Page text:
I have never really been able to figure out why some of my favourite giallo horror films are set in Germany; but a neon lit Berlin, crawling with punks also happens to be the setting for this one. Palatial underground stations, rickety trains, large, square, glass fronted buildings all flit past on the screen culminating in a grandiose cinema palace called Metropole. There's a film within the film, and both share some equally vile and ludicrous plotting. The cinema itself…
A boy swaddled in fish nets, asks a dark haired vampire for a kiss, before returning to his mother. This seemingly idiosyncratic combination of the tender, the grotesque, the dream-like, and the erotic, is so unique to Jean Rollin's films, and it is what makes them so endlessly absorbing.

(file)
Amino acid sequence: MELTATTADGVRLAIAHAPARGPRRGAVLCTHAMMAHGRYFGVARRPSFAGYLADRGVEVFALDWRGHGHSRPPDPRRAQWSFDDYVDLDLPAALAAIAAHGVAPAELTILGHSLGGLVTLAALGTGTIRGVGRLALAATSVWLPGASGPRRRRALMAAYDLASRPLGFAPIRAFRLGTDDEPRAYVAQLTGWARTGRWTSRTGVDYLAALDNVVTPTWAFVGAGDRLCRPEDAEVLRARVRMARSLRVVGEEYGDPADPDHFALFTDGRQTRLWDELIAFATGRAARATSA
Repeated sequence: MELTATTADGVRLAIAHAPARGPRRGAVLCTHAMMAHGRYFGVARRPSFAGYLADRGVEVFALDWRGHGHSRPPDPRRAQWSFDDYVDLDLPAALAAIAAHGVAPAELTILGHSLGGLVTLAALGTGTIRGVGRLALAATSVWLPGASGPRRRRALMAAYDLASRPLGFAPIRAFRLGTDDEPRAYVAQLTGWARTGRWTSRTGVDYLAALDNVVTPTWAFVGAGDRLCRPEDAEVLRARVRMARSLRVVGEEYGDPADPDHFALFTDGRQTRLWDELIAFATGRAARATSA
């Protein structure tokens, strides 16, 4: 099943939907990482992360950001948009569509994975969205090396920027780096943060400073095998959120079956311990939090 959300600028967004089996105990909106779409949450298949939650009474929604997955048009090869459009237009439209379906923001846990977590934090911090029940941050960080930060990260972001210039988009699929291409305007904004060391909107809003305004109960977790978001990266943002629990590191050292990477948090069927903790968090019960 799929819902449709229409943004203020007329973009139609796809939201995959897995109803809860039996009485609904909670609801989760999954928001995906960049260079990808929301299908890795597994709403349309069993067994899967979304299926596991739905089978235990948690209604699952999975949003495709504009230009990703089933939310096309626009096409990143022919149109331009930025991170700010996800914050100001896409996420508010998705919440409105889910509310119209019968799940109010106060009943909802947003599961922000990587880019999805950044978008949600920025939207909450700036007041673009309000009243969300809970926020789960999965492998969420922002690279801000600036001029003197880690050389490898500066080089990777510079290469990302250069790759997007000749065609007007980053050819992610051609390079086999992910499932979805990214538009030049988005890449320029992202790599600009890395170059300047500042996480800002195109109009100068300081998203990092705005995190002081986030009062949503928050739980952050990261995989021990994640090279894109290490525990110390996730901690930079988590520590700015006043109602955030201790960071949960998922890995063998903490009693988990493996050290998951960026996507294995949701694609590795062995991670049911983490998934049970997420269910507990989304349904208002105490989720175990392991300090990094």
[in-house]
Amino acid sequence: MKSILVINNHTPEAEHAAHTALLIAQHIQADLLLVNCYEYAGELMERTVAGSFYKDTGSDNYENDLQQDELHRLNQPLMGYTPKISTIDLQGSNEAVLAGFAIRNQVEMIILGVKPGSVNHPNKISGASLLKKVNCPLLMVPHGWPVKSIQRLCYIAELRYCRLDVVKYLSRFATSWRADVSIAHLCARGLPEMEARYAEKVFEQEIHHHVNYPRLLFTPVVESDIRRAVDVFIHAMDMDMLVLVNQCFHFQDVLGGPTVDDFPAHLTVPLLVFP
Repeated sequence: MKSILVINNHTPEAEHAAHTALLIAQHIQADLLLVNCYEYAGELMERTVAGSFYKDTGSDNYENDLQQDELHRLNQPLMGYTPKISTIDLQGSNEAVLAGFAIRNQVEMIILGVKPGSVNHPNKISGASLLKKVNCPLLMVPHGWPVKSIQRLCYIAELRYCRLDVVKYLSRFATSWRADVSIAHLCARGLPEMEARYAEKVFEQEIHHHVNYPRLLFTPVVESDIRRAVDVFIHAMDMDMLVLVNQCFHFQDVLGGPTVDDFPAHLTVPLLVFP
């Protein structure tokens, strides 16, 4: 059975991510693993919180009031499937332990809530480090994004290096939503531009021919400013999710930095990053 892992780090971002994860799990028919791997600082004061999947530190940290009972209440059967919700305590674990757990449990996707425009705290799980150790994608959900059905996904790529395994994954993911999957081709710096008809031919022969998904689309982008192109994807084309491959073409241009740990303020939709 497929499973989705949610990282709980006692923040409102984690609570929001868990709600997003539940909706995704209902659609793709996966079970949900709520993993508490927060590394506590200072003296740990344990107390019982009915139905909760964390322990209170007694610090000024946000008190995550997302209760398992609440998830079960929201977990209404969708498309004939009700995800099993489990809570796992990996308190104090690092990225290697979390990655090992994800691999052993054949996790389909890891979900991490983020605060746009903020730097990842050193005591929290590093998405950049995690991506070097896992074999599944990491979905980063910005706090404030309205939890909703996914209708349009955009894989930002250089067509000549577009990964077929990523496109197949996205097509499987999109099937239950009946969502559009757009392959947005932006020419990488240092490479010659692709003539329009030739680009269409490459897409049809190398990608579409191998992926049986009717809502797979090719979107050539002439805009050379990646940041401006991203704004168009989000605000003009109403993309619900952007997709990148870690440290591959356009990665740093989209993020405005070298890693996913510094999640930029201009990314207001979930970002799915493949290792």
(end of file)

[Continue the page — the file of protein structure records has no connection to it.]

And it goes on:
The whole film exudes an eerie nocturnal allure, flitting between cold seaside ruins, and the Parisian night. Frederic, a young man, has a Proustian moment of sudden recollection, triggered by an…